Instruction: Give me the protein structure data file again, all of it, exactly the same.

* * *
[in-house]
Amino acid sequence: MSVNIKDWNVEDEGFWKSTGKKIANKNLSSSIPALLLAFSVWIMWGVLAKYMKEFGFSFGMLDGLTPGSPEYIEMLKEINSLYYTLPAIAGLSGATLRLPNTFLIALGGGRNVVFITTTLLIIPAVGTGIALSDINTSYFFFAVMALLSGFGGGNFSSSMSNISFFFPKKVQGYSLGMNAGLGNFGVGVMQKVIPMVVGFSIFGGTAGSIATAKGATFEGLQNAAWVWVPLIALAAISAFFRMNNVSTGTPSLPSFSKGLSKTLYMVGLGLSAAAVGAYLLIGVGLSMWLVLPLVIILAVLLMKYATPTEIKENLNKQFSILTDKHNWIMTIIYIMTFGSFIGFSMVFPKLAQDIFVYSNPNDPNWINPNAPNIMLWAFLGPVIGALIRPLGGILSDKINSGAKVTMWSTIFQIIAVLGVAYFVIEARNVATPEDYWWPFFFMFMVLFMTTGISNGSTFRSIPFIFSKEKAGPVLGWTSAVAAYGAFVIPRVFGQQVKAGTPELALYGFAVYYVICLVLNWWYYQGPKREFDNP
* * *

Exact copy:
[in-house]
Amino acid sequence: MSVNIKDWNVEDEGFWKSTGKKIANKNLSSSIPALLLAFSVWIMWGVLAKYMKEFGFSFGMLDGLTPGSPEYIEMLKEINSLYYTLPAIAGLSGATLRLPNTFLIALGGGRNVVFITTTLLIIPAVGTGIALSDINTSYFFFAVMALLSGFGGGNFSSSMSNISFFFPKKVQGYSLGMNAGLGNFGVGVMQKVIPMVVGFSIFGGTAGSIATAKGATFEGLQNAAWVWVPLIALAAISAFFRMNNVSTGTPSLPSFSKGLSKTLYMVGLGLSAAAVGAYLLIGVGLSMWLVLPLVIILAVLLMKYATPTEIKENLNKQFSILTDKHNWIMTIIYIMTFGSFIGFSMVFPKLAQDIFVYSNPNDPNWINPNAPNIMLWAFLGPVIGALIRPLGGILSDKINSGAKVTMWSTIFQIIAVLGVAYFVIEARNVATPEDYWWPFFFMFMVLFMTTGISNGSTFRSIPFIFSKEKAGPVLGWTSAVAAYGAFVIPRVFGQQVKAGTPELALYGFAVYYVICLVLNWWYYQGPKREFDNP